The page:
Rep. Michael McCaulMichael Thomas McCaulMike Siegel: Potential McConaughey candidacy a 'sideshow' in Texas governor race Biden signs bill to help victims of 'Havana syndrome' Senate Democrat says hundreds of Americans, Afghan allies arrived in Qatar after being stranded in Afghan airport MORE (R-Texas) on Sunday said President BidenJoe BidenPressure grows for breakthrough in Biden agenda talks State school board leaves national association saying they called parents domestic terrorists Sunday shows preview: Supply chain crisis threaten holiday sales; uncertainty over whether US can sustain nationwide downward trend in COVID-19 cases MORE is "gonna have blood on his hands" over his decision to withdraw U.S. troops from Afghanistan as the Taliban encroaches on the country's capital of Kabul.
"This is gonna be a stain on this president and his presidency. And I think he's gonna have blood on his hands from what they did," McCaul said while appearing on CNN's "State of the Union" to discuss the rapidly deteriorating situation in Afghanistan.
"They totally blew this one. They completely underestimated the strength of the Taliban," McCaul, the top-ranking Republican on the House Foreign Affairs Committee, added.
"I think it is an unmitigated disaster of epic proportions," says GOP Rep. Michael McCaul on the Taliban gains in Afghanistan following US troop withdrawal.— State of the Union (@CNNSotu) August 15, 2021
The Biden administration "completely under estimated the strength of the Taliban," McCaul says. #CNNSOTU pic.twitter.com/8Jdrkkpzb0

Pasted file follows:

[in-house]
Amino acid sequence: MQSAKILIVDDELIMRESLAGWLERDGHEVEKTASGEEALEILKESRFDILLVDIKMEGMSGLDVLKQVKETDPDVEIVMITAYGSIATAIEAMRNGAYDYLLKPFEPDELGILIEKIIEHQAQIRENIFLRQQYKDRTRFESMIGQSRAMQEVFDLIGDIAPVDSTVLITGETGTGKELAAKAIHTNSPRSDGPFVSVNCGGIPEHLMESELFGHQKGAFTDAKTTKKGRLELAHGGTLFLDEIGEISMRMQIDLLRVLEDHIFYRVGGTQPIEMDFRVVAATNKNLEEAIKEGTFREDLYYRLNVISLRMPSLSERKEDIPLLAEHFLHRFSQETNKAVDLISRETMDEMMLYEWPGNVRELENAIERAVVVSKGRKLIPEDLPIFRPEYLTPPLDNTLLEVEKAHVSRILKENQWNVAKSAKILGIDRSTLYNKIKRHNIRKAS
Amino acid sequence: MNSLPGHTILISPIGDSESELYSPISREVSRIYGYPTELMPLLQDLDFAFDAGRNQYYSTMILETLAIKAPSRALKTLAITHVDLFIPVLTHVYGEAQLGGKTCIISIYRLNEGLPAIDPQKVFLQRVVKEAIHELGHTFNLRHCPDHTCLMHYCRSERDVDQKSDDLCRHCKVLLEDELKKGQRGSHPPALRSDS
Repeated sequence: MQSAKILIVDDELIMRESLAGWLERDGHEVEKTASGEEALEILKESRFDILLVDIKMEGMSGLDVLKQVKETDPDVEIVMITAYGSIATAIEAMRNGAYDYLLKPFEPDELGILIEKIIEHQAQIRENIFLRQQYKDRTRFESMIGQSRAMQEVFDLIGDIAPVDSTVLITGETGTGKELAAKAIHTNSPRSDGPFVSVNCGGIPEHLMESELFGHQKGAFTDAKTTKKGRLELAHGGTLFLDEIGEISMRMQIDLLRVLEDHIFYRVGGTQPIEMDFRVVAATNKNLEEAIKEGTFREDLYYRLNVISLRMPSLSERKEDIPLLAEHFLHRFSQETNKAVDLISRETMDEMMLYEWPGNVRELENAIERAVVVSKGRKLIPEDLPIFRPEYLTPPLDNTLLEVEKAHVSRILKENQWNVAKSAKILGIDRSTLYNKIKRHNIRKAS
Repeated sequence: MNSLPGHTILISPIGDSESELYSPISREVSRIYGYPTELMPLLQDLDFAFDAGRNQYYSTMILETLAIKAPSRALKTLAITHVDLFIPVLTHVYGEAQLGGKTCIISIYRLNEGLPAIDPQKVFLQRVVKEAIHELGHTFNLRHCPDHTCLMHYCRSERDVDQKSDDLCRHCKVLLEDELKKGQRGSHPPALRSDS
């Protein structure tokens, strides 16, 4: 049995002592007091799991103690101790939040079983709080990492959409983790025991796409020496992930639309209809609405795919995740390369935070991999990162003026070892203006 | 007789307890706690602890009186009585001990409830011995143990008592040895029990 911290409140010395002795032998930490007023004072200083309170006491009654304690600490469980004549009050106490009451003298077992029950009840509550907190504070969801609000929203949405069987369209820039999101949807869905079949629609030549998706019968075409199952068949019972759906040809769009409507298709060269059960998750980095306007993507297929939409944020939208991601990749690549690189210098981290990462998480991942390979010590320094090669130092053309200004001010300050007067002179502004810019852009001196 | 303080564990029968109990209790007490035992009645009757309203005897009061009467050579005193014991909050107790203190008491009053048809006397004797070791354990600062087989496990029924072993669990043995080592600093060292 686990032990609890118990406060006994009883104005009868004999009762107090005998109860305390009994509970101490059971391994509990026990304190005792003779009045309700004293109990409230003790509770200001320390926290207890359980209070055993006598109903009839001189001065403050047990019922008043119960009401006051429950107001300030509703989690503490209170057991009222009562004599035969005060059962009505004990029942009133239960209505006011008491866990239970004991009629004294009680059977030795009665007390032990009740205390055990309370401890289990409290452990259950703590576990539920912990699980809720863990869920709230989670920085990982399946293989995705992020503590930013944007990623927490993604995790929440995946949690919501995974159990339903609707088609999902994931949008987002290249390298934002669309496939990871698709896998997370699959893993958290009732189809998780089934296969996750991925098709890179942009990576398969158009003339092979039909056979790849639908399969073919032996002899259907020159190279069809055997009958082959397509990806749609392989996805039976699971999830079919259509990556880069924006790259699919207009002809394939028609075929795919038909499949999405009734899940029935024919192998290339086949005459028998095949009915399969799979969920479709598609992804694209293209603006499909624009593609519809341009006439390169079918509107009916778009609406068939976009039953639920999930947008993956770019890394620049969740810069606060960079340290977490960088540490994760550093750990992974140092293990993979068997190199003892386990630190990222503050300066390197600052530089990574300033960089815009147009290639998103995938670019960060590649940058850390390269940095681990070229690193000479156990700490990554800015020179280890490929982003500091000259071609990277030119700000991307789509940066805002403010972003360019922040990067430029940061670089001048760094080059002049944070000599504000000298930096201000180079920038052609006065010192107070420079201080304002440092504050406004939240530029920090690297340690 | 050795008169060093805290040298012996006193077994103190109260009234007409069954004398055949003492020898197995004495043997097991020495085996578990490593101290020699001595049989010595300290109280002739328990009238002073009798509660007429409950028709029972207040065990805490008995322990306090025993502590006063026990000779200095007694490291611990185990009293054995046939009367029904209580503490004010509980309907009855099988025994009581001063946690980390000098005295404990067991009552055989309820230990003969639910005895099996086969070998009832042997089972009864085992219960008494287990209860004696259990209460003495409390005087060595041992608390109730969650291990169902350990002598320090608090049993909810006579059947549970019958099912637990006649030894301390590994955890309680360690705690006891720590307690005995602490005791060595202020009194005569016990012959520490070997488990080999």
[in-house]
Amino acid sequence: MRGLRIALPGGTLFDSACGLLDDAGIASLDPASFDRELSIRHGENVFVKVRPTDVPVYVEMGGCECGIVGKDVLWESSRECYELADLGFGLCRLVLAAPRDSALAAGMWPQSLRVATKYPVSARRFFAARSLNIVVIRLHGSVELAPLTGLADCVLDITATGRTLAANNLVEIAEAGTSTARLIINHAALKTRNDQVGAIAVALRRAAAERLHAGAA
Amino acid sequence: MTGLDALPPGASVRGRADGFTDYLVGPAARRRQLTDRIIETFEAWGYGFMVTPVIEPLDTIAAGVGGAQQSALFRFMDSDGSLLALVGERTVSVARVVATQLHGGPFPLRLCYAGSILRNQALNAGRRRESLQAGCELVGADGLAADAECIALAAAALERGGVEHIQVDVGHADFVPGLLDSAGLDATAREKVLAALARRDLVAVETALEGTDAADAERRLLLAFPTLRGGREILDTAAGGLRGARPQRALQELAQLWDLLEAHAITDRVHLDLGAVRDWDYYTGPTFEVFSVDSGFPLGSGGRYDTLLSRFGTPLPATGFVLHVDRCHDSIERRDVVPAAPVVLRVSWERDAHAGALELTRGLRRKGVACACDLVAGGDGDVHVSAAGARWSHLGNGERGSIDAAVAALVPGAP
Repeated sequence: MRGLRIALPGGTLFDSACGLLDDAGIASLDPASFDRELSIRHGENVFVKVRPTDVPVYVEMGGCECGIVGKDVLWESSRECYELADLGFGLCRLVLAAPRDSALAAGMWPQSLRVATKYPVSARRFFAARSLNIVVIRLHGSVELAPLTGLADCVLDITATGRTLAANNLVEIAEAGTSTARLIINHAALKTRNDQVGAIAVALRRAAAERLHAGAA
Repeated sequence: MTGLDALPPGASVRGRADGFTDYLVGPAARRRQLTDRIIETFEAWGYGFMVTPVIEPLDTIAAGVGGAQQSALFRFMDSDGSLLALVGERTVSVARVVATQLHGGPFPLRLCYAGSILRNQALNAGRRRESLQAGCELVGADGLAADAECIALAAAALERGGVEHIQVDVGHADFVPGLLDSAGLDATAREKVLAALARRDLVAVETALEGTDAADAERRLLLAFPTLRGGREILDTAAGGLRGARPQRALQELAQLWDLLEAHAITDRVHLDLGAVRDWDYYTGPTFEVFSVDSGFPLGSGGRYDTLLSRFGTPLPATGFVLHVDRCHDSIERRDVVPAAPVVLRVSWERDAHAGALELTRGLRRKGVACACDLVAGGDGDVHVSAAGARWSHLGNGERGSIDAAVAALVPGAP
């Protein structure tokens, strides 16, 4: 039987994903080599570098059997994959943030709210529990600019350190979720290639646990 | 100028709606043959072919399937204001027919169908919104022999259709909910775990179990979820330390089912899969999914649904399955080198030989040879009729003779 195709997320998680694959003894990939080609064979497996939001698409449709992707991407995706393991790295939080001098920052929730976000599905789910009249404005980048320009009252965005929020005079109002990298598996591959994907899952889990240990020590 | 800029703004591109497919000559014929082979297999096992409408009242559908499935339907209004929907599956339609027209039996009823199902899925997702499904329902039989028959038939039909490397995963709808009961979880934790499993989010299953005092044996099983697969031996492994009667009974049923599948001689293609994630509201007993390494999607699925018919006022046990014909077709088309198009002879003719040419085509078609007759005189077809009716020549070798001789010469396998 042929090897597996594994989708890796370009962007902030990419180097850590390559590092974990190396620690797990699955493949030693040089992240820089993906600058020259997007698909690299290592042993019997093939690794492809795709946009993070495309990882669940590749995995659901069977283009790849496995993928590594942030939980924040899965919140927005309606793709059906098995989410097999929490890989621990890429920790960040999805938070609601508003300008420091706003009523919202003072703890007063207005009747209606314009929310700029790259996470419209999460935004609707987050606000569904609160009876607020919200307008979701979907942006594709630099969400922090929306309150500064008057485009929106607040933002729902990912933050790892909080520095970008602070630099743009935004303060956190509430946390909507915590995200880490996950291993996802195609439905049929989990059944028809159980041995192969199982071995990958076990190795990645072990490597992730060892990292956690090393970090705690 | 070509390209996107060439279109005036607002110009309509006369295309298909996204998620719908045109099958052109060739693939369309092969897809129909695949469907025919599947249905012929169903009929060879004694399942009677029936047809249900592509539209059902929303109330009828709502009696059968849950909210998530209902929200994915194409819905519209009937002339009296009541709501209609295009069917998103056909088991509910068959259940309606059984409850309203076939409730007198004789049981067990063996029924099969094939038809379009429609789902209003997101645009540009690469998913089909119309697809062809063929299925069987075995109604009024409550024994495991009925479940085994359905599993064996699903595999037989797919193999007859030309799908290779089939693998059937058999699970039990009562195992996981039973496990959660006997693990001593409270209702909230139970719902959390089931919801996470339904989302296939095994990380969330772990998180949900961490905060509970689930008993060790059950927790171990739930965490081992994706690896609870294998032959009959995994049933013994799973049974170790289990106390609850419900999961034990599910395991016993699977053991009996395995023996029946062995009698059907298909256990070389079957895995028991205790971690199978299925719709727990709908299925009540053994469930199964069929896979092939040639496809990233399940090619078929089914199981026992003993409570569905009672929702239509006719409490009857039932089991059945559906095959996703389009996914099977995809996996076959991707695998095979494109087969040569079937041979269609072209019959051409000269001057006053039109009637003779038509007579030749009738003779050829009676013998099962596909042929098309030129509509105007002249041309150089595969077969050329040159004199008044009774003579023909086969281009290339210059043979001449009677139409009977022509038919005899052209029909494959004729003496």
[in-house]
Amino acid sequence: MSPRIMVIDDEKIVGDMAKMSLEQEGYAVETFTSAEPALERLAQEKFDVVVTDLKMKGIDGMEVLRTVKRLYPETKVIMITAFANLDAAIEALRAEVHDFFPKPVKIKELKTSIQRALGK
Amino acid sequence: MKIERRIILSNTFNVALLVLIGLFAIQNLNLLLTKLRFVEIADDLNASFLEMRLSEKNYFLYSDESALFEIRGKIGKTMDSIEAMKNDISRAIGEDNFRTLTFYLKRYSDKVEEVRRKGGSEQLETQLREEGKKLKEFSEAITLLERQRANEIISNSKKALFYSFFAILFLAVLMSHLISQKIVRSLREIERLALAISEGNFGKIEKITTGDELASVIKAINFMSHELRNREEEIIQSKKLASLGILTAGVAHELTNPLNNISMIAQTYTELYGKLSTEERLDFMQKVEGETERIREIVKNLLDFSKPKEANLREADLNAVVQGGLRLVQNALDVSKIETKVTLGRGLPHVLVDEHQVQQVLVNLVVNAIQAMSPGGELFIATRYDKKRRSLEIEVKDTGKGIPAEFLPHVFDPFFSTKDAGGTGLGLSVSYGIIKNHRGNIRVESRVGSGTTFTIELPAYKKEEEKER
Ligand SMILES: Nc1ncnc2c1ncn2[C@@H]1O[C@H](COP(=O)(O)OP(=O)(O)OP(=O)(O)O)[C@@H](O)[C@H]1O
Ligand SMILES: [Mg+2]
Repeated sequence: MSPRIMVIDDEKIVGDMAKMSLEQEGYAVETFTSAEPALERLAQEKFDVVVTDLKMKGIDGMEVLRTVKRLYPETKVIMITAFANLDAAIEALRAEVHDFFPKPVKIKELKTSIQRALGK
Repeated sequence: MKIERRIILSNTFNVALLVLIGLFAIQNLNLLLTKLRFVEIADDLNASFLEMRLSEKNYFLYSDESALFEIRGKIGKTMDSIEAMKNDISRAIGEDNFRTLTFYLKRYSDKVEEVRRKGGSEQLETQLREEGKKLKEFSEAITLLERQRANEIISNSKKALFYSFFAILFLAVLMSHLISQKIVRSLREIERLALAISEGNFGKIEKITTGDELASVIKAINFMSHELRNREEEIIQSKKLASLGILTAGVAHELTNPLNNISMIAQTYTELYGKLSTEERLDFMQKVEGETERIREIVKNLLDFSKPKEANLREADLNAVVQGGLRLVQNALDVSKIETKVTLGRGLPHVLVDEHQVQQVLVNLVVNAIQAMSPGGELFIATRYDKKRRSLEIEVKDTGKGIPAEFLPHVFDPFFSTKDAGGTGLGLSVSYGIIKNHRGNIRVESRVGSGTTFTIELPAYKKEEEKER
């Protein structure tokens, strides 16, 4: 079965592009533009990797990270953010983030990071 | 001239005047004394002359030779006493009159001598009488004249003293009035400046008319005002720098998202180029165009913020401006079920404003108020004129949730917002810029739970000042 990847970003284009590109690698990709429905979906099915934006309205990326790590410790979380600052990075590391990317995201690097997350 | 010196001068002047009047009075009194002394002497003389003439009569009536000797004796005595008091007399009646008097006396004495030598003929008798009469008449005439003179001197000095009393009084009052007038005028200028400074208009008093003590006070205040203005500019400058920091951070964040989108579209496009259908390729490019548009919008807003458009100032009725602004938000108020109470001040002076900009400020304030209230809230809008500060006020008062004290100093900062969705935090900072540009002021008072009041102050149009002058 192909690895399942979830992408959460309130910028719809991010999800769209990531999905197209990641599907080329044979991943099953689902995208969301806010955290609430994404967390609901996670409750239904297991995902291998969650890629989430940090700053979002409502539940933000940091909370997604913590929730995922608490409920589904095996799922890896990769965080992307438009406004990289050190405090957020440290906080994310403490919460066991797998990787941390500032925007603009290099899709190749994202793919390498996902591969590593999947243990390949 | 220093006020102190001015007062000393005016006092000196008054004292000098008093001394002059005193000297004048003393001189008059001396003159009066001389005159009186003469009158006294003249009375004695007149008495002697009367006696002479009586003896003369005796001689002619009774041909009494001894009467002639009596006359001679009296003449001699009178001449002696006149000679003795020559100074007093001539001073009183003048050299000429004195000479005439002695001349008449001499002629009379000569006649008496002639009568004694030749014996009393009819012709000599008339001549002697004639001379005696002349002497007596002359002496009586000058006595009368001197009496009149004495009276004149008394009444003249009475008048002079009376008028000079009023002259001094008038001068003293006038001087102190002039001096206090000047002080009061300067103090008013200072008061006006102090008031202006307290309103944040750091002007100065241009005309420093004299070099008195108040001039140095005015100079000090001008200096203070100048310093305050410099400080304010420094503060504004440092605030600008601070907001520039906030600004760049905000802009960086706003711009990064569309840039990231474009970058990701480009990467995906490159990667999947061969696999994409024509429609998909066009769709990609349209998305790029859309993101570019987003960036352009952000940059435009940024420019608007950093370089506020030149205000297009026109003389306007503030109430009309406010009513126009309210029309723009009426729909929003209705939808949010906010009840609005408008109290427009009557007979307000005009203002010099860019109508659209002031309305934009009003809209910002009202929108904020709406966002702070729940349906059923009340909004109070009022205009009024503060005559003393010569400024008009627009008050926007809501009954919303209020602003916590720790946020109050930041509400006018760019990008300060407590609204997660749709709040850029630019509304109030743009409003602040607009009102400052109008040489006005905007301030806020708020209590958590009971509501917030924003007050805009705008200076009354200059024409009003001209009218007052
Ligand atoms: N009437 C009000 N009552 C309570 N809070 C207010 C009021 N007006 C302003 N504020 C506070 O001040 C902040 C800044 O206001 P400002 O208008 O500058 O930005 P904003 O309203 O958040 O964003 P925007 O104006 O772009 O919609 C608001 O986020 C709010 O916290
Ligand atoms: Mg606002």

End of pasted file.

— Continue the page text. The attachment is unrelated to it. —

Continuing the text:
Numerous GOP lawmakers, including Rep. Liz CheneyElizabeth (Liz) Lynn CheneyBennie Thompson not ruling out subpoenaing Trump Anti-Trump Republicans endorsing vulnerable Democrats to prevent GOP takeover Thiel backing Trump-supported challenger to Cheney: report MORE (Wyo.) and Sen. Ben SasseBen SasseInvoking 'Big Tech' as an accusation can endanger American security Biden slips further back to failed China policies The Memo: Generals' testimony on Afghanistan hurts Biden's credibility MORE (Neb.), have pinned the blame for the current situation on both the Trump and Biden administrations. "State of the Union" host Jake TapperJacob (Jake) Paul TapperEthics watchdog accuses Psaki of violating Hatch Act CNN's Kasie Hunt had a benign brain tumor removed Jake Tapper blasts Sacklers after lawyers complain about CNN segment MORE asked if McCaul shared this view.
The Texas representative argued that, regardless of what the prior administration did, the current situation is taking place while Biden is president and therefore falls on his shoulders.
"[Biden] owns this. Absolutely, 100 percent, he owns it. He made the decision, and what's worse, Jake, is when you and I started to get engaged on this, once he made the decision, he could have done certain things. He could have planned for it. He could have had a strategy for this, but instead they had no strategy," McCaul said.
Tapper noted that the Trump administration had signaled that it was somewhat receptive to the Taliban and discussed inviting the insurgent group to Camp David at one point.
"Well, I think their strategy was ... they knew that a transitional government would have to necessarily include the Taliban," McCaul said. "I don't think anybody likes the Taliban."
"The consequences from a national security standpoint are severe because now they can say they defeated the United States in Afghanistan, the infidel, just like they defeated the Soviet Union. This will have long-term ramifications," McCaul said.